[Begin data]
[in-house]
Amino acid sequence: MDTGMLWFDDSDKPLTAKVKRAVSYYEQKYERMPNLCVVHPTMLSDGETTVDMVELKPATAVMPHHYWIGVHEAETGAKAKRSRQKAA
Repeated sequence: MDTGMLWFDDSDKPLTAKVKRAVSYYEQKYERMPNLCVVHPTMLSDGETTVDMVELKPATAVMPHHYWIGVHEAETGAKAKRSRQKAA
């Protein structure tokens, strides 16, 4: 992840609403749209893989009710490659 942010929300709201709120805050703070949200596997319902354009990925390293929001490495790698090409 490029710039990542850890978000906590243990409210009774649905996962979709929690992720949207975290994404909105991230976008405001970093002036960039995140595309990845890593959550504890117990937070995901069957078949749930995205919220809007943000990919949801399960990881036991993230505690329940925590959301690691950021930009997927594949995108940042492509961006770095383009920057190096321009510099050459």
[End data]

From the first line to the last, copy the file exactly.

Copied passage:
[in-house]
Amino acid sequence: MDTGMLWFDDSDKPLTAKVKRAVSYYEQKYERMPNLCVVHPTMLSDGETTVDMVELKPATAVMPHHYWIGVHEAETGAKAKRSRQKAA
Repeated sequence: MDTGMLWFDDSDKPLTAKVKRAVSYYEQKYERMPNLCVVHPTMLSDGETTVDMVELKPATAVMPHHYWIGVHEAETGAKAKRSRQKAA
């Protein structure tokens, strides 16, 4: 992840609403749209893989009710490659 942010929300709201709120805050703070949200596997319902354009990925390293929001490495790698090409 490029710039990542850890978000906590243990409210009774649905996962979709929690992720949207975290994404909105991230976008405001970093002036960039995140595309990845890593959550504890117990937070995901069957078949749930995205919220809007943000990919949801399960990881036991993230505690329940925590959301690691950021930009997927594949995108940042492509961006770095383009920057190096321009510099050459």